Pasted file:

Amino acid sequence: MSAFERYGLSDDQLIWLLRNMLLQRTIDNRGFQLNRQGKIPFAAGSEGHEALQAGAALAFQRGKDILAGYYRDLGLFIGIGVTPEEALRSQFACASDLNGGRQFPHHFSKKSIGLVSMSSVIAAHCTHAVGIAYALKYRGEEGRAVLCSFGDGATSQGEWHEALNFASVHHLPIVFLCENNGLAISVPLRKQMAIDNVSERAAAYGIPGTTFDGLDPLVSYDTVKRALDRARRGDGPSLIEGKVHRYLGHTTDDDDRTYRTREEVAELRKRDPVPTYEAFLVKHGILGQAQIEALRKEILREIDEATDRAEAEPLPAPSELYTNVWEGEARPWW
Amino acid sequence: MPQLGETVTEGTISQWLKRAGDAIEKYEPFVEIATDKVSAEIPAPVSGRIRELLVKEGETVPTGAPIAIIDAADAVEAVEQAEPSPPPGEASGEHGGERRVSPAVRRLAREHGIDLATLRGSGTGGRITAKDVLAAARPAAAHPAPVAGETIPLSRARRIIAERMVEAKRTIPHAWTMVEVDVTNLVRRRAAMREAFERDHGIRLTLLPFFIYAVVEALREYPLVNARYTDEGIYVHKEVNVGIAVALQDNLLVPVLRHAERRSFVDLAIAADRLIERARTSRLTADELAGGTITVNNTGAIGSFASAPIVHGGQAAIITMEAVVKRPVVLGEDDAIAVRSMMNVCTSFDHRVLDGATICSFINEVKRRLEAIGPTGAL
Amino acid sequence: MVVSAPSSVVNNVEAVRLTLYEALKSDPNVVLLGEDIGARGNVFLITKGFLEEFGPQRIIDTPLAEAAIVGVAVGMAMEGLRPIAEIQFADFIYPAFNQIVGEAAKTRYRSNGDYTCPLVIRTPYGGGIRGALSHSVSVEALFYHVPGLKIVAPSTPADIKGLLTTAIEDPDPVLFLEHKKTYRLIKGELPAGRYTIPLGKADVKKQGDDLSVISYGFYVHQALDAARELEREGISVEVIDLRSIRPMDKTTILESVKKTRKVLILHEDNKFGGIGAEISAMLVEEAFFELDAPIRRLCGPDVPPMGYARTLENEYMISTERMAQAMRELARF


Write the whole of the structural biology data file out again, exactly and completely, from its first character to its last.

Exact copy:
Amino acid sequence: MSAFERYGLSDDQLIWLLRNMLLQRTIDNRGFQLNRQGKIPFAAGSEGHEALQAGAALAFQRGKDILAGYYRDLGLFIGIGVTPEEALRSQFACASDLNGGRQFPHHFSKKSIGLVSMSSVIAAHCTHAVGIAYALKYRGEEGRAVLCSFGDGATSQGEWHEALNFASVHHLPIVFLCENNGLAISVPLRKQMAIDNVSERAAAYGIPGTTFDGLDPLVSYDTVKRALDRARRGDGPSLIEGKVHRYLGHTTDDDDRTYRTREEVAELRKRDPVPTYEAFLVKHGILGQAQIEALRKEILREIDEATDRAEAEPLPAPSELYTNVWEGEARPWW
Amino acid sequence: MPQLGETVTEGTISQWLKRAGDAIEKYEPFVEIATDKVSAEIPAPVSGRIRELLVKEGETVPTGAPIAIIDAADAVEAVEQAEPSPPPGEASGEHGGERRVSPAVRRLAREHGIDLATLRGSGTGGRITAKDVLAAARPAAAHPAPVAGETIPLSRARRIIAERMVEAKRTIPHAWTMVEVDVTNLVRRRAAMREAFERDHGIRLTLLPFFIYAVVEALREYPLVNARYTDEGIYVHKEVNVGIAVALQDNLLVPVLRHAERRSFVDLAIAADRLIERARTSRLTADELAGGTITVNNTGAIGSFASAPIVHGGQAAIITMEAVVKRPVVLGEDDAIAVRSMMNVCTSFDHRVLDGATICSFINEVKRRLEAIGPTGAL
Amino acid sequence: MVVSAPSSVVNNVEAVRLTLYEALKSDPNVVLLGEDIGARGNVFLITKGFLEEFGPQRIIDTPLAEAAIVGVAVGMAMEGLRPIAEIQFADFIYPAFNQIVGEAAKTRYRSNGDYTCPLVIRTPYGGGIRGALSHSVSVEALFYHVPGLKIVAPSTPADIKGLLTTAIEDPDPVLFLEHKKTYRLIKGELPAGRYTIPLGKADVKKQGDDLSVISYGFYVHQALDAARELEREGISVEVIDLRSIRPMDKTTILESVKKTRKVLILHEDNKFGGIGAEISAMLVEEAFFELDAPIRRLCGPDVPPMGYARTLENEYMISTERMAQAMRELARF